said, that in the hope of either shaming or terrifying ministers out of this bill, he should again express his execration of this abominable measure, which was founded in injustice, and was in direct opposition to the principles and practice of the constitution. It was calculated to rouse every honest man in Ireland to acts, if not of outrage, at least of active exertion to put down the men, who in a time of general peace and prosperity, had brought in a bill which was calculated to spread rebellion and war through that unfortunate country. Majorities of that House might indeed carry this odious bill, but they had all, unfortunately, heard of majorities packed and corrupted for the most mischievous of purposes. They had been, in this country, the means of imposing taxes upon the people to the amount of millions, and had thus enlarged the debt of the country to an extent irredeemable, during the largest period allotted to human existence. At one period of her history, they had brought England to the very brink of ruin. Similar majorities had goaded Ireland to rebellion; and to a similar catastrophe ministers seemed to be trying to drive her again. He had seen some short and transient periods of prosperity in Ireland; but he had witnessed there much longer and more troubled periods, for the most part, of affliction, misery, and oppression. He had had woful experience of the effects of those majorities, by which government was sometimes content shamelessly to carry through the most fatal and obnoxious bills. It was, therefore, as an Irish gentleman informed, by a long residence in that country, of what she had endured, and might yet endure, through a perseverance in the employment of similar means, that he stood there to warn the House, that the persisting in oppression and injustice, had before driven Ireland to madness and to revolt. If they were the last words he should utter, he would solemnly declare that the rebellion in Ireland of the year 1798 was justified by the circumstances under which it arose: he desired to protest, that every creature who on that occasion had suffered as a rebel was a martyr: and that every man at that time in power, who had lent his countenance to their destruction was a traitor to his country. While he said this, he begged it to be understood, that he had himself always resisted the armed rebels; but he did not less oppose and deprecate the persecuting spirit of the government of that day. He might refer to the authority of the gallant member for Southwark (sir R. Wilson) to corroborate him in saying, that they who were termed rebels were not the worst subjects of that day, nor the most to be denounced; but that rather they were such, whose oppressive measures had driven them to be rebels. He would tell the House who the person was who thus addressed them, that they might not suppose he had not been a supporter of government. When the French landed in Ireland, he had left Dublin and travelled night and day to meet them. He had the honour to deliver up to lord Cornwallis the French general second in command, who had been taken on the field of battle. The French general, in conversation afterwards had asked him how it was that the Irish opposed them, when he expected they would have received the French with open arms? He replied, that though the people desired a change, they would take no alteration which came recommended by French bayonets. He would tell the ministers they were risking the safety of the empire by the present bill. It was a measure likely to create rebellion in that country, where, according to the speech from the throne, prosperity was at last beginning to prevail. They were going to put down an Association which had done no harm, but a great deal of good: and this, too, to gratify, he would not say the Orange faction, but the rump of the Orange faction. This system might, possibly, be pursued a little longer; but the day of retribution must come at last. Hon gentlemen might think they could pass this bill safely; but he conjured them to pause in their course. From information which he was almost hourly receiving from Ireland, he knew that the agitation of this measure had excited the most intense sensation; for never had there existed in Ireland a body which so entirely possessed the confidence and affection of the Catholic millions, as the Catholic Association. And these sentiments were fully justified by the talents of his learned friend Mr. O'Connell, and other members of the deputation.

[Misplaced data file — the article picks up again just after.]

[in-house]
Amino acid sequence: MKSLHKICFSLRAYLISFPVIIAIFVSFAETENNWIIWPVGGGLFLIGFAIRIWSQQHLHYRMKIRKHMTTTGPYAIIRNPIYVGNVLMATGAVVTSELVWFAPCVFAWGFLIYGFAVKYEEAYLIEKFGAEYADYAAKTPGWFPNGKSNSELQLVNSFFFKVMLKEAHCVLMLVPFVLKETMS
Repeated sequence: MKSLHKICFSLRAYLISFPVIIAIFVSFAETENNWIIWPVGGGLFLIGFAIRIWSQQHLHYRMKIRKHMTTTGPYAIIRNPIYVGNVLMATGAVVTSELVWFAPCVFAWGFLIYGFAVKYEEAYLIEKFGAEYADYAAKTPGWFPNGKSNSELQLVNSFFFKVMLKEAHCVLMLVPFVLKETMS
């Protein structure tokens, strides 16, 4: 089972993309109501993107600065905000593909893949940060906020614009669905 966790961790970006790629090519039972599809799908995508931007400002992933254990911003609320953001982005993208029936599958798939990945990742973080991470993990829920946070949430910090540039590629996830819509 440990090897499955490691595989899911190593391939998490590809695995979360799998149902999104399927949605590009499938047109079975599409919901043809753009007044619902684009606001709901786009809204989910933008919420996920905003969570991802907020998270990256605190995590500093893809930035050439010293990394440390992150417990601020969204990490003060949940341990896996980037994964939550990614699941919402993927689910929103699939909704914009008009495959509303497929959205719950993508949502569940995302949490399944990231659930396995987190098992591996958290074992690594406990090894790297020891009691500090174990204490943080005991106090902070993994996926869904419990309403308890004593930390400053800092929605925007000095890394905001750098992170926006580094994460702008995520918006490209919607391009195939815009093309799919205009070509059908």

Mr. Plunkett